India’s attempt to ‘decouple’ from China over API supply chain will be costly: experts
Published: Nov 27, 2023 10:31 PM
Customers purchase medical products in a pharmacy of Guoda Drugstore in Beijing. Photo: Courtesy of Sinopharm

Customers purchase medical products in a pharmacy of Guoda Drugstore in Beijing. Photo: Courtesy of Sinopharm

India's endeavor to "decouple" from China in the supply chain for active pharmaceutical ingredients (APIs), the biologically active components of medicines, will be costly for the Indian and global pharmaceutical industry, Chinese industry insiders cautioned. There may be an impact on the final market prices of medicines.

Some drugmakers in India are reportedly seeking to limit their reliance on Chinese contractors that produce drugs used in clinical trials and early-stage manufacturing, Reuters reported on Monday.

India has long relied heavily on Chinese imports for drug production. According to an earlier report by the Indian government, India imports more than half of its APIs from China as it's a cheaper option than manufacturing them domestically, according to media reports.

Industry insiders said that China's role as the leading supplier of raw materials for drugmaking remains resilient, despite the intensified push in India and some Western countries for "decoupling" from China.

"China's supply chains for APIs and intermediates are mature in terms of production cost, quality and capacity, which helps Chinese industry players maintain a competitive edge in the global market," a domestic drug industry insider told the Global Times on Monday on condition of anonymity.

"If India intends to decouple from China over the API supply chain, it will inevitably push up global drug prices and consumers will pay those higher prices," the insider said.

Decoupling from China in the industry chain is not "feasible."

A report from CareEdge showed that the contribution of bulk drug imports from China saw a significant growth, increasing from 64 percent to 71 percent in terms of value and from 62 percent to 75 percent in volume terms, between the financial year 2014 and 2023, the report said.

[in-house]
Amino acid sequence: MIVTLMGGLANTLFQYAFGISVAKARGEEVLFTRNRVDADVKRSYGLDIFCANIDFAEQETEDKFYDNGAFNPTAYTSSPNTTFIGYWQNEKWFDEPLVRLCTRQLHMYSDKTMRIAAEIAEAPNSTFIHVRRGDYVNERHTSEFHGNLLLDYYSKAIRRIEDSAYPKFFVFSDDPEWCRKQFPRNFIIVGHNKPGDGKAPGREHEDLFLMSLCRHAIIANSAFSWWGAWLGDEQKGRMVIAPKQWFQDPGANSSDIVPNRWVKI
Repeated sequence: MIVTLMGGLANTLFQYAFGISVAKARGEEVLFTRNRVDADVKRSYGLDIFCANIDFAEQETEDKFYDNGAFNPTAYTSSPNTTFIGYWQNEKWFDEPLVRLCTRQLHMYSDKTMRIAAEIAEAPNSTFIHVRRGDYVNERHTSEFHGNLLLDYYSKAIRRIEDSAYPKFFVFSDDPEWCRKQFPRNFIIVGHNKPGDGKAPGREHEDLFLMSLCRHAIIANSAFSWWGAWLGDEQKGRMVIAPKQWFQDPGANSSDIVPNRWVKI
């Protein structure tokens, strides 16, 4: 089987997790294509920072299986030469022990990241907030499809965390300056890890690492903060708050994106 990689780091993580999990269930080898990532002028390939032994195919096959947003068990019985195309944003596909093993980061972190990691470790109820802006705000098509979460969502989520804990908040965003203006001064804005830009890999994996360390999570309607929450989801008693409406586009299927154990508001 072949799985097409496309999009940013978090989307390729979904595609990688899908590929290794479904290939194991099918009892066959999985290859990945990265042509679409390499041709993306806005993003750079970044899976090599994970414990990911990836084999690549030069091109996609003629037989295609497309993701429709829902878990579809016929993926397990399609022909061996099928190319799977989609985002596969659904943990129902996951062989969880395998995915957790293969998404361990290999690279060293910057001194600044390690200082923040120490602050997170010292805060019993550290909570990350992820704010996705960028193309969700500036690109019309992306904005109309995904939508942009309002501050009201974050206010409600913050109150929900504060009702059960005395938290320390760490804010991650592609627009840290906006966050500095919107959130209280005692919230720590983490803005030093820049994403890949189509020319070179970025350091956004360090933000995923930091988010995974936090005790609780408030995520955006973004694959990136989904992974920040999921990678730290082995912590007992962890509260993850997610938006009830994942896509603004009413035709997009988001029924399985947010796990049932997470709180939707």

In 2022-23, India imported $3.18 billion worth of APIs and intermediates from China, which was up 1.74 percent from previous year, according to media reports.

That trend persists despite external uncertainties. A manager with a large domestic pharmaceutical company based in East China's Zhejiang Province told the Global Times on Monday that the company has been exporting APIs and intermediates to India for many years.

Although there were ups and downs in demand from India during the COVID-19 pandemic, the export situation has become positive in the post-pandemic era. "This year, we are exporting more to India than last year," the manager said.

Another company based in Zhejiang told the Global Times that it sees a rising attempt from the Indian side to reduce reliance on Chinese imports. 

"While it is still too early to talk about the possible impact, we are upgrading our manufacturing abilities and diversifying our supplies to not just India but other countries as well to avoid potential risks," an employee of the company said.

While India remains an important trading partner, the company is expanding exports to other markets, including some European countries and Japan, which are now taking a higher share in the API trade, the person said.

"I believe that our advantages from the global division of labor are intact, even though India might have factored in other [political] considerations in this sector," Wang Xuegong, a deputy director of the China Pharmaceutical Enterprises Association, told the Global Times on Monday.

Rather than pursuing "decoupling," China and India, both crucial contributors to the global medicine supply chain, should focus on collaboration, seeking ways to expand cooperation for mutually beneficial outcomes instead of fostering competition, Chinese experts said.